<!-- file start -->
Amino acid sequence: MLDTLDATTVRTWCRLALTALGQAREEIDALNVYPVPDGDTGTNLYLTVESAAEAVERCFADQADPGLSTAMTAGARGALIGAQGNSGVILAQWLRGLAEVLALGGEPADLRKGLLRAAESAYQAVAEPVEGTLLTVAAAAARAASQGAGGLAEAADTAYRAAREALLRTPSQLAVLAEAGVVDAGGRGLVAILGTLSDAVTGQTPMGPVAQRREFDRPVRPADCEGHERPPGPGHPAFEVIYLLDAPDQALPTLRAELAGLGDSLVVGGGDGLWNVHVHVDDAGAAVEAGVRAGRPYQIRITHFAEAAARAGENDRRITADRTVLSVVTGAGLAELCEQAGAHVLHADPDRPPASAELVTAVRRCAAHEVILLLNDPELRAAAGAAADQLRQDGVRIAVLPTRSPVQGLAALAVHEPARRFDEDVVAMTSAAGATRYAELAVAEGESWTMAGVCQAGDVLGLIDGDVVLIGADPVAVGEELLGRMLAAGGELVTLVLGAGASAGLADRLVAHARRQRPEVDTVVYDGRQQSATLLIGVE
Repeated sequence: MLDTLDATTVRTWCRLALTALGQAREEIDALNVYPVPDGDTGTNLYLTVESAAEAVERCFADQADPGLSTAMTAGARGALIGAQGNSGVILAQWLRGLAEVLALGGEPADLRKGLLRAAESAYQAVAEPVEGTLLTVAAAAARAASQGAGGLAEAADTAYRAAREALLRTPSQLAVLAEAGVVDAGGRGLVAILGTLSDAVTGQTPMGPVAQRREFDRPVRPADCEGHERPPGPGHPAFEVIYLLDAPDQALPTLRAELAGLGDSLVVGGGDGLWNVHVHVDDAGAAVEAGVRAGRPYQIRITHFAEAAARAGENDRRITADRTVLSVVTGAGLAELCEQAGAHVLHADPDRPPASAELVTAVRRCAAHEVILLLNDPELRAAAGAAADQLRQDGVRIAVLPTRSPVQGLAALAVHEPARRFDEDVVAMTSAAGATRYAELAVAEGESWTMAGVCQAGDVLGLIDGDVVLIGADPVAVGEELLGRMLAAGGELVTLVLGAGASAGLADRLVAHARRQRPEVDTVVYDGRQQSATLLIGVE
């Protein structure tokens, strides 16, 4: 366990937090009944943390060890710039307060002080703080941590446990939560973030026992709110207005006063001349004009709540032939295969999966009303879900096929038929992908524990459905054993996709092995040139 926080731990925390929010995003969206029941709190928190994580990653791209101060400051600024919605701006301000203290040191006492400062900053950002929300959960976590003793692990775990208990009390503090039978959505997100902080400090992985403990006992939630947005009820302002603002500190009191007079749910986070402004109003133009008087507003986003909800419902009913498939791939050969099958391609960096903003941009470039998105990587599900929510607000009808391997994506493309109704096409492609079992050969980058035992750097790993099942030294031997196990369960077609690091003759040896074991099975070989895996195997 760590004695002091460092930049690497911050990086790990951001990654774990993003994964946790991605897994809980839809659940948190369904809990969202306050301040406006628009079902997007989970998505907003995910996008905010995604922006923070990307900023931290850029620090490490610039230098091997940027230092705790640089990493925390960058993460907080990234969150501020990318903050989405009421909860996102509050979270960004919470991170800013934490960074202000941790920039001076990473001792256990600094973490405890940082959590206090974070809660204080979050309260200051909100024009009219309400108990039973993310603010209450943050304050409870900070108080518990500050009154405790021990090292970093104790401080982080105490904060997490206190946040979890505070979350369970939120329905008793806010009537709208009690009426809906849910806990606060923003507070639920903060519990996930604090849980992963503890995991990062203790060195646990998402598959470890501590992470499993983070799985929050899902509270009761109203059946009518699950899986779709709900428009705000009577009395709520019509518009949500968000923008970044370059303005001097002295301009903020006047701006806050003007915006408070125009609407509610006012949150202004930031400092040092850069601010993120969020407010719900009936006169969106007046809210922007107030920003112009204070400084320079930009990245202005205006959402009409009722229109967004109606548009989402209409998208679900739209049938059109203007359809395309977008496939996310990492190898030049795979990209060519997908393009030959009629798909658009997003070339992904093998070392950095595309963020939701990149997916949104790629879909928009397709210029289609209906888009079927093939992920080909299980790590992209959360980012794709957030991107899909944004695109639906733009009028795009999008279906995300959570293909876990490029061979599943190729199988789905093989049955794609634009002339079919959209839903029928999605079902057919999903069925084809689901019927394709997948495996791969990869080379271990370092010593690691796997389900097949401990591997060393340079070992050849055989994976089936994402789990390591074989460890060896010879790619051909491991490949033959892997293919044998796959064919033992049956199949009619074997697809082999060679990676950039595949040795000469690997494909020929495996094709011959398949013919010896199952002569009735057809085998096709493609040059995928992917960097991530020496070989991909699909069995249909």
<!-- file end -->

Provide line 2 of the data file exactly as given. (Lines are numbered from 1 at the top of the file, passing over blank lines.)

Repeated sequence: MLDTLDATTVRTWCRLALTALGQAREEIDALNVYPVPDGDTGTNLYLTVESAAEAVERCFADQADPGLSTAMTAGARGALIGAQGNSGVILAQWLRGLAEVLALGGEPADLRKGLLRAAESAYQAVAEPVEGTLLTVAAAAARAASQGAGGLAEAADTAYRAAREALLRTPSQLAVLAEAGVVDAGGRGLVAILGTLSDAVTGQTPMGPVAQRREFDRPVRPADCEGHERPPGPGHPAFEVIYLLDAPDQALPTLRAELAGLGDSLVVGGGDGLWNVHVHVDDAGAAVEAGVRAGRPYQIRITHFAEAAARAGENDRRITADRTVLSVVTGAGLAELCEQAGAHVLHADPDRPPASAELVTAVRRCAAHEVILLLNDPELRAAAGAAADQLRQDGVRIAVLPTRSPVQGLAALAVHEPARRFDEDVVAMTSAAGATRYAELAVAEGESWTMAGVCQAGDVLGLIDGDVVLIGADPVAVGEELLGRMLAAGGELVTLVLGAGASAGLADRLVAHARRQRPEVDTVVYDGRQQSATLLIGVE